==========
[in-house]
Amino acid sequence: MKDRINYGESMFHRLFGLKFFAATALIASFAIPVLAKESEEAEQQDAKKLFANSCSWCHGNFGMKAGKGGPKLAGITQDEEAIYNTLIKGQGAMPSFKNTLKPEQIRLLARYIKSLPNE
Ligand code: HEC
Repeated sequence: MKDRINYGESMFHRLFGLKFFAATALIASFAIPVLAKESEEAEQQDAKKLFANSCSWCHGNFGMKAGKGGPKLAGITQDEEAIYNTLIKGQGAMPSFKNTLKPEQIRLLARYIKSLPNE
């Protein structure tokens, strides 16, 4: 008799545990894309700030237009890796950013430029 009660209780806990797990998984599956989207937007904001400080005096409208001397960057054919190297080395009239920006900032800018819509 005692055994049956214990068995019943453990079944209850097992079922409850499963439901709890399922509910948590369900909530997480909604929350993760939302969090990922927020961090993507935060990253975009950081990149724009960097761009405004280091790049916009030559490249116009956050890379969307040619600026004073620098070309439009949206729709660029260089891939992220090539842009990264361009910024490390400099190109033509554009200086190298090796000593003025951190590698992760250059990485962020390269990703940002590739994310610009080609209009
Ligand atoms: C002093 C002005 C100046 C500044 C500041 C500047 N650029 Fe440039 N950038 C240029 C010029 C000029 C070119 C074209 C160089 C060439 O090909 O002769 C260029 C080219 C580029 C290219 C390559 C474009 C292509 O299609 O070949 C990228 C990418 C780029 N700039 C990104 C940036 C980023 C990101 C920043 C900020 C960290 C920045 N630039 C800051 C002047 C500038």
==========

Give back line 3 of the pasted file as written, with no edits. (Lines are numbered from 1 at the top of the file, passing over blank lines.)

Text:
Ligand code: HEC